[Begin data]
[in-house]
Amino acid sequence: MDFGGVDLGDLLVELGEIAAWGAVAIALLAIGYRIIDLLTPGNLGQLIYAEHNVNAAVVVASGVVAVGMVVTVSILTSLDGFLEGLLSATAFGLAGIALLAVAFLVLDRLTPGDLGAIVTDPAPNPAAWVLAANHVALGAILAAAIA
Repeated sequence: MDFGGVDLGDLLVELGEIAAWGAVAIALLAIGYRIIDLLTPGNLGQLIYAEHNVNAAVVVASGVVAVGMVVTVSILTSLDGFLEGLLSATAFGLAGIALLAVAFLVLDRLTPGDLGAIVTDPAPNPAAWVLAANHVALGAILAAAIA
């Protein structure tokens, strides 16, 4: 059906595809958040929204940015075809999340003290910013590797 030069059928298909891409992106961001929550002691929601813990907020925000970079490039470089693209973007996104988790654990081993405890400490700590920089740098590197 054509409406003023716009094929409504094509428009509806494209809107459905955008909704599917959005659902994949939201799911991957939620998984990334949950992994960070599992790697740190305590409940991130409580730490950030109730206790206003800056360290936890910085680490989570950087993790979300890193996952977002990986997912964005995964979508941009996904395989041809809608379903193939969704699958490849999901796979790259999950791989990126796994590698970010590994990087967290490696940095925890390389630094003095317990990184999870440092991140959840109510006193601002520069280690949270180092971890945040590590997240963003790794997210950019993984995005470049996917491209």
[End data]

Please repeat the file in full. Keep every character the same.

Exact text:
[in-house]
Amino acid sequence: MDFGGVDLGDLLVELGEIAAWGAVAIALLAIGYRIIDLLTPGNLGQLIYAEHNVNAAVVVASGVVAVGMVVTVSILTSLDGFLEGLLSATAFGLAGIALLAVAFLVLDRLTPGDLGAIVTDPAPNPAAWVLAANHVALGAILAAAIA
Repeated sequence: MDFGGVDLGDLLVELGEIAAWGAVAIALLAIGYRIIDLLTPGNLGQLIYAEHNVNAAVVVASGVVAVGMVVTVSILTSLDGFLEGLLSATAFGLAGIALLAVAFLVLDRLTPGDLGAIVTDPAPNPAAWVLAANHVALGAILAAAIA
């Protein structure tokens, strides 16, 4: 059906595809958040929204940015075809999340003290910013590797 030069059928298909891409992106961001929550002691929601813990907020925000970079490039470089693209973007996104988790654990081993405890400490700590920089740098590197 054509409406003023716009094929409504094509428009509806494209809107459905955008909704599917959005659902994949939201799911991957939620998984990334949950992994960070599992790697740190305590409940991130409580730490950030109730206790206003800056360290936890910085680490989570950087993790979300890193996952977002990986997912964005995964979508941009996904395989041809809608379903193939969704699958490849999901796979790259999950791989990126796994590698970010590994990087967290490696940095925890390389630094003095317990990184999870440092991140959840109510006193601002520069280690949270180092971890945040590590997240963003790794997210950019993984995005470049996917491209």